Do you have this pins-and-needles feeling or pain in your hand that constantly bothers you at night? Sometimes, even the simple tasks that you do throughout your day, such as typing on your computer, cleaning your room, or rearranging your furniture, can haunt you with hand pain just when you’re about to hit the sack.
So, what could be causing your hands to hurt, especially at night? There are a number of conditions that cause hand pain, but here are two of the most common.
Carpal Tunnel Syndrome
The median nerve is the main nerve that runs from your forearm into your hand. This nerve is responsible for carrying messages between your brain, spinal cord, and hand, and for prompting muscle movement. The median nerve is housed by the carpal tunnel, which is a narrow passageway surrounded by ligaments and bones located in the palm side of your hand.
Carpal tunnel syndrome (CTS) is a condition that occurs when the tissues and tendons around your carpal tunnel become swollen or damaged, causing pressure on your median nerve. The exact cause of CTS is unknown, but it has been linked with jobs and activities that involve constant use of your hands, repetitive flexing of your wrist, or heavy use of vibrating tools.
CTS is more prevalent in women and people between 30 and 60 years of age. Other factors that may increase your risk of developing CTS include wrist fractures, fluid retention caused by hormonal changes, obesity, and certain medications.
CTS is characterized by pain that may feel like a pulse of electric shock, a deep ache, a burning sensation, or numbness that may radiate up your arms. These symptoms usually develop over time and typically affect the thumb, index, and middle fingers, and half of the ring finger. They are often more pronounced at night, when temperatures are cold, or when you use fine motor skills, such as grasping and gripping.
If you’re experiencing any of the symptoms mentioned above, you should see a hand surgeon, especially if they are interfering with your normal activities and disrupting your sleep. Without treatment, symptoms can become worse and may lead to permanent nerve and muscle damage.
Arthritis is another common condition that affects your hand. It predominantly causes pain, stiffness, swelling, and a decreased range of motion that all can often worsen over time. Arthritis has 100 types, two of which are the most common culprits for hand pain:
Osteoarthritis is the most common type of arthritis. It can result from wear and tear, injury, or overuse. It causes the protective cartilage on the ends of your hand bones to gradually wear away, resulting in painful bone-on-bone rubbing. The condition also causes abnormal bone growths to develop in your hand joints, thereby increasing its symptoms.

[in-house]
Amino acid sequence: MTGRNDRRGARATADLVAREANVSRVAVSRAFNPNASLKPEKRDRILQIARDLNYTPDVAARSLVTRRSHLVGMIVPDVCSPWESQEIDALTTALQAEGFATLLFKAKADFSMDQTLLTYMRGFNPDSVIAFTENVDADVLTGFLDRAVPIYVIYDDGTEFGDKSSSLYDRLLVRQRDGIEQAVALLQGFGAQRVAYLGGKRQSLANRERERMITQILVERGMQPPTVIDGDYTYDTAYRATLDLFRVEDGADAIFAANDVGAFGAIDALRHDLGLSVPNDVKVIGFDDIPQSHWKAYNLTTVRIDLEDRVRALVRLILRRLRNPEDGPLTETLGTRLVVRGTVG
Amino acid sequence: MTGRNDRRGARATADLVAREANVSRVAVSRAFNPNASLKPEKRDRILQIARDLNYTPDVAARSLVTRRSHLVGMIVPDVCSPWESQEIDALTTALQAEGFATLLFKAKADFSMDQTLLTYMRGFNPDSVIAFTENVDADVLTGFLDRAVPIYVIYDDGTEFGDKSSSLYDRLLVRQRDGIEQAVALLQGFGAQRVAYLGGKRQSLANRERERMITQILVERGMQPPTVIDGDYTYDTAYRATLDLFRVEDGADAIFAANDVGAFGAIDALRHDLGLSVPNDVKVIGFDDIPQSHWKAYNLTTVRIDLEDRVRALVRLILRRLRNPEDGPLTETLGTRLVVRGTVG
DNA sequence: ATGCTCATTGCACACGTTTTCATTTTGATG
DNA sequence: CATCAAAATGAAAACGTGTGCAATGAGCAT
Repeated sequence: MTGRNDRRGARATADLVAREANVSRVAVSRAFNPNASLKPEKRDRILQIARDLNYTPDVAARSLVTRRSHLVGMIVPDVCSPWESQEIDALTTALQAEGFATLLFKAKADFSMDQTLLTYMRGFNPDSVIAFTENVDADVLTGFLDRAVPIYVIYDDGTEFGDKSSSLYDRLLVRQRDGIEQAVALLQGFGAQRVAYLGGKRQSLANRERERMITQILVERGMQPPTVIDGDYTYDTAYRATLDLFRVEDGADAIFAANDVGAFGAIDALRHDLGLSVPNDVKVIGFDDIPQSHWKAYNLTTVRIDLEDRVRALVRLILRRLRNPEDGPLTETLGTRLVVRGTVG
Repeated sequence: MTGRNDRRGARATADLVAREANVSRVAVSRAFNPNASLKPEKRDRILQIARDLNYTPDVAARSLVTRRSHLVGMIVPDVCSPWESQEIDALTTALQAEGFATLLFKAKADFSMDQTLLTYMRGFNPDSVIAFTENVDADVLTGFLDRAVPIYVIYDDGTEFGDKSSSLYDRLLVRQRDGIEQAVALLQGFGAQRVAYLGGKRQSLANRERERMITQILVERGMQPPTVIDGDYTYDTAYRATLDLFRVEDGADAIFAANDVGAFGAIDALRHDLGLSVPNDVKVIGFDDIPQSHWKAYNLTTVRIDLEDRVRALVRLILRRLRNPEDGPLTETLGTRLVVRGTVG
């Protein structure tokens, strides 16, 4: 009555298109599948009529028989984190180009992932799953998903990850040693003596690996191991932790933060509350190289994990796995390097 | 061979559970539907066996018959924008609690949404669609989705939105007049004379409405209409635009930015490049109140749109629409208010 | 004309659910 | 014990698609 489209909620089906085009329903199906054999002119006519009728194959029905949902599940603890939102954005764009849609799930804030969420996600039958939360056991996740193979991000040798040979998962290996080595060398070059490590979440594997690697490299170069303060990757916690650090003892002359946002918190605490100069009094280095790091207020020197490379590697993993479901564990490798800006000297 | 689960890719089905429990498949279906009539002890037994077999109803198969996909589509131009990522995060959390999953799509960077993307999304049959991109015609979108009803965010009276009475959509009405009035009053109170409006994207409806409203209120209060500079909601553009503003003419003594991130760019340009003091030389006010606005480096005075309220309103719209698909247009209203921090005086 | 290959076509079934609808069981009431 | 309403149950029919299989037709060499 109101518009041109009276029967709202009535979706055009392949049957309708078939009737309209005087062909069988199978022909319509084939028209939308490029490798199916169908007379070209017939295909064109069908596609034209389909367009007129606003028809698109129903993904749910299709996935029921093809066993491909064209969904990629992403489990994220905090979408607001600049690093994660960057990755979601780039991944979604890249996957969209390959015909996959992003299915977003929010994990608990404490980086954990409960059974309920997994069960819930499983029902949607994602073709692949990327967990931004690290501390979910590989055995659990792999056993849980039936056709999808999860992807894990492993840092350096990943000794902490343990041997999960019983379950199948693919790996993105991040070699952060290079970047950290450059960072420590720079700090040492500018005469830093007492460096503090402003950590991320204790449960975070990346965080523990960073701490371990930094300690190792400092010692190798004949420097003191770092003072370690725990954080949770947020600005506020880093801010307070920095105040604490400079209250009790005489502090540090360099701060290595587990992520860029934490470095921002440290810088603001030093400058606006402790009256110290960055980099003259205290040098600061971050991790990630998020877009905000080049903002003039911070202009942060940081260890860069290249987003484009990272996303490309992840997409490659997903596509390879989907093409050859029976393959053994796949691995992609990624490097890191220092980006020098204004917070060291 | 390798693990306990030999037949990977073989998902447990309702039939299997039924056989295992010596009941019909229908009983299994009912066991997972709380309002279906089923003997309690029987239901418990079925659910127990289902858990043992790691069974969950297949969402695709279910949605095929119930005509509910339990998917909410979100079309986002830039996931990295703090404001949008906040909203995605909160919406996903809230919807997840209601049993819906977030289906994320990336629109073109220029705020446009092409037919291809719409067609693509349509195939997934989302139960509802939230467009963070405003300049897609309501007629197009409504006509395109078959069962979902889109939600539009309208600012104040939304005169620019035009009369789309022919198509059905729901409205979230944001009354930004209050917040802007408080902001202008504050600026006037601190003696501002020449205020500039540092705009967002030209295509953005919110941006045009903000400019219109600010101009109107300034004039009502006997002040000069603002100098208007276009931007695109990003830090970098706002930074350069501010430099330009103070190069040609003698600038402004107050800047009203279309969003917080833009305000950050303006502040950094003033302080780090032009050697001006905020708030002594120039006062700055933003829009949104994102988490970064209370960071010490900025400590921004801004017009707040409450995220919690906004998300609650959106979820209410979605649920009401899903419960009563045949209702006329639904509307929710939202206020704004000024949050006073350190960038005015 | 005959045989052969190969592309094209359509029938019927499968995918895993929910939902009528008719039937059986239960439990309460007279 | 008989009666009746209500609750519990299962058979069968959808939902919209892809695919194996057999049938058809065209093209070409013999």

Rheumatoid arthritis is an autoimmune condition that prompts your immune system to attack your hand joints, causing inflammation, pain, and swelling. It can also cause damage to other parts of your body such as internal organs, and it is one of the most serious and disabling types of arthritis.
Diagnosis and Treatment
It is important to get the correct diagnosis for hand pain, as treatments may vary. To get a definitive diagnosis, your doctor will conduct a medical examination to review your symptoms, medical history, and activities.
To diagnose CTS, your doctor will perform a wrist flexion test (Phalen test) to determine if there is pressure on your median nerve. Blood tests; diagnostic imaging such as X-ray, MRI, and bone scan; nerve conduction study; and electromyography (EMG) test may also be required.
Symptoms associated with both conditions can often be relieved without surgery. Arthritis and carpal tunnel syndrome treatments can include rest, medications, pain management injections, and occupational and/or physical therapy. Your doctor may recommend that you wear a splint during the night to support your wrist in a neutral position or to protect it when you carry out activities that can aggravate your symptoms.
Surgery may be recommended if nonsurgical options do not work successfully or if the condition continues to progress. Your doctor will discuss surgical options with you based on your diagnosis and symptoms.
Hand Specialists in St. Peters and O’Fallon, Missouri
Are you in search of a highly-skilled, board-certified hand surgeon to give you comprehensive treatment for your hand pain? Consult any one of our hand surgeons at Advanced Bone & Joint. Our providers have extensive training and experience in diagnosing and treating all types of hand and wrist problems. They will perform a thorough evaluation and diagnosis to give you the appropriate treatment recommendation.